Wednesday, October 29, 2014

Observations about the Salk Polio vaccine - National Public Radio

The Guardian    In 1954, over 300,000 doctors, nurses, schoolteachers and other volunteers across the United States, Canada and Finland took part in one of the most complex and monumental medical trials in history. The plan was to test the effectiveness of a newly-developed vaccine for a disease that was devastating the lives of children across the US: polio.

It was a mammoth task – a double-blind experiment, in which 650,000 schoolchildren were given the vaccine, 750,000 were given a placebo, and over 400,000 children acted as a control group and were given neither. For taking part, each participant was given a sweet and a certificate proclaiming their role as a ‘Polio Pioneer’. The results, announced in 1955, were just as monumental: the vaccine was safe and effective. As a direct result of the development of the vaccine, polio was completely eradicated in the US by 1979. [...]

One other aspect of Salk’s story still plays a vital role in the development and use of vaccines today: public support. In many ways, the 1954 field tests of the polio vaccine are a major success story in public health and scientific engagement – according to some sources, a Gallup poll that year showed that more Americans knew about the trials than could give the full name of then president, Dwight Eisenhower. In short, it appeared that there was unprecedented support for the vaccine. 

It is therefore a sad and strange irony that there now appears to be a growing backlash against vaccines in the US and UK – particularly the MMR vaccine. Since Andrew Wakefield published a fraudulent paper in 1998 purporting to show a link between the MMR vaccine and autism, incidences of measles and mumps have risen greatly. Despite this, and despite studies showing clear costs to society when vaccine rates drop, antivaccinationists still insist on ignoring the evidence when it comes to immunising children. It therefore seems like the celebration of Salk’s 100th birthday is an apt time to remember how hugely important vaccination is – not just on an individual level, but for public health as a whole.


  1. Why does a wise leader like R. Shmuel Kaminetski insist that the Salk vaccine is a fraud. Does he consider himself as a medical expert? Doesn't he realize the bizui chachomim this causes?

  2. RSK was attacking all vaccines, saying it is a hoax. RSK is not a scientist or doctor. He presumably is getting his ideas from either some obscure midrash or from hearsay amongst his askanim.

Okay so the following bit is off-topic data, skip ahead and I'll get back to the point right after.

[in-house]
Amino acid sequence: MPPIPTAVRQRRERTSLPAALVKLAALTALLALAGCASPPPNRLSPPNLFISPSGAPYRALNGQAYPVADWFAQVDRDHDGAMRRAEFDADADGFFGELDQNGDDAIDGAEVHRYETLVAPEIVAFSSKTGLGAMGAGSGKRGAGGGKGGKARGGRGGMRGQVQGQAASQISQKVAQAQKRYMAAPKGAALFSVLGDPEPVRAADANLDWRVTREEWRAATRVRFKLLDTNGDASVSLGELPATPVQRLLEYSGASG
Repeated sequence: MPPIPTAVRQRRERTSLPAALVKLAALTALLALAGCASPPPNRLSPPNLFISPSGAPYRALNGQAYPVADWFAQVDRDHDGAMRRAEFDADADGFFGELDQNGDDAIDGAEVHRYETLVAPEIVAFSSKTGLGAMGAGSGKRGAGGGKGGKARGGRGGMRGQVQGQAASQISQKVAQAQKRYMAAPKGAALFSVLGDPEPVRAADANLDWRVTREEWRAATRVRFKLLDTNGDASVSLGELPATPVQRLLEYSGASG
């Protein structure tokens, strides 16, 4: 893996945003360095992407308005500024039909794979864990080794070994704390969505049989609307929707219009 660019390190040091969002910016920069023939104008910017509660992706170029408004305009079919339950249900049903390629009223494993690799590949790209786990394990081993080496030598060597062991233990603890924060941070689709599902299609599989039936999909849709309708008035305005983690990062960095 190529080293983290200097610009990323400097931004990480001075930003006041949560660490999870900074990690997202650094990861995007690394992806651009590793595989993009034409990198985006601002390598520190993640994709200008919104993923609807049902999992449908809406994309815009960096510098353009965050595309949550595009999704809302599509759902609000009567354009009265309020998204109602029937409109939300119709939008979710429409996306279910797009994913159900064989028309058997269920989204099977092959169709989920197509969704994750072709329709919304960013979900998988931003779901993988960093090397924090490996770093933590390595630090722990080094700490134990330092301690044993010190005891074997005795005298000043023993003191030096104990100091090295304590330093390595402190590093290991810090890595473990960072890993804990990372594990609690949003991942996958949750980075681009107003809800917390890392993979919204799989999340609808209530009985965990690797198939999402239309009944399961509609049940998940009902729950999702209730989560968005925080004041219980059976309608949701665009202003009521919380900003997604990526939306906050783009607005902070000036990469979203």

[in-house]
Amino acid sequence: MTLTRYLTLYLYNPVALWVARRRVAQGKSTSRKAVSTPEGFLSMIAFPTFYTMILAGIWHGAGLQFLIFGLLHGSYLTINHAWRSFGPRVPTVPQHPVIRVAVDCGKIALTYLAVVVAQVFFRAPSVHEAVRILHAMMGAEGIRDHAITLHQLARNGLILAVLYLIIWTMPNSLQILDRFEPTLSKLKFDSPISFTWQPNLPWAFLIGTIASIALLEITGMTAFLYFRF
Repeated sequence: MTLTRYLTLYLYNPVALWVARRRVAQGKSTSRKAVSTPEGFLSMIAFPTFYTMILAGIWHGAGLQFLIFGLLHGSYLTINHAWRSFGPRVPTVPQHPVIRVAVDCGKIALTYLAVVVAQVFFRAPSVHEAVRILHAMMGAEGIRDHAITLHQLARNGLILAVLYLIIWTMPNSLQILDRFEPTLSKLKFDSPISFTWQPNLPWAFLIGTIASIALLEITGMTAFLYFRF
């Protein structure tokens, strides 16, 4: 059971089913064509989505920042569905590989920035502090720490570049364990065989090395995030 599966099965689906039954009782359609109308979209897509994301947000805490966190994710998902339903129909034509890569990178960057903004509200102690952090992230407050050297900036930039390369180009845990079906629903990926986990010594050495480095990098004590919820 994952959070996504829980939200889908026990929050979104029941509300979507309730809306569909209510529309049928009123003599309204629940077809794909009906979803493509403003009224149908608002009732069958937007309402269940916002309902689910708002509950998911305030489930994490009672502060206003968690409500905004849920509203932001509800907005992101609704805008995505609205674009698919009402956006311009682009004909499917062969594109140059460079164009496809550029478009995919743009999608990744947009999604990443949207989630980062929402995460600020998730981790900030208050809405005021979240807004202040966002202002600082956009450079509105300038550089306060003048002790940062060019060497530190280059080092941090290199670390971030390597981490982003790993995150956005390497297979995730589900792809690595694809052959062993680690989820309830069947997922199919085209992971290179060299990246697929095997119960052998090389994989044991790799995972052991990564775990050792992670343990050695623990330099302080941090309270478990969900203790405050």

Rambam wrote in his Moreh Nevuchim that listening to quack doctors, i.e. unqualified people who talk hocus pocus is assur.

  3. as a staunch anti-vaccinator my self i present to u some links to have a look at. there's always another side to the story.


    haven't had one since i was a child and will never have one again nor to any future children of mine.

    vaccines r wack i want my motherloving money back.

  4. @snuggly - you believe that nonsense? The same logic can be used to explain the impact of witches and witchcraft - or communism etc etc. The article provides no evidence of causation.

    Why don't you write a guest post defending your position that vaccines do nothing positive but are only negative?

  5. as much as i appreciate the invitation to write a guest post i don't care to expand on the issue much further as issues like this tend to get me very heated and emotional.

    there r lots of great books and videos out there already done by people who r far more informed and experts in this field to defend my position and they r available to anyone.

    so since the argument has already been made for me by people who spend full time researching and exposing the fraud and i only learn from them i will just pass the links on to u (and others) to watch or read if u care to cause thats where i learned it from (as well as my doctor who is also anti-vaccination). <--watch trailer here <--then watch the whole thing.

    i doubt u would (but maybe somebody else might who reads this). thats enough for me i feel i'v done my part.

  6. I watched the whole thing. Hour and a half. I need to get a life. That being said, my reaction in one word: "Complicated." Like everything else in life. And death. If I may wax philosophical: "We've got to do the best we can with what we've got." More money could lead to more research, but still won't necessarily give definitive answers. Just take a look at all the experts interviewed and mentioned in the credits at the end, and yet we're far from a consensus. But nothing in the movie would seem to justify an attitude of zero vaccination. Anyone advocating that kind of policy *ahem* appears to me to be foolhardy.

  7. My father told me recently that he was in that initial study of the Salk Vaccine.

    I also know that my grandfather missed a year of school as a boy due to diptheria, I think his brother died from it, (my grandfather lived to age 99)


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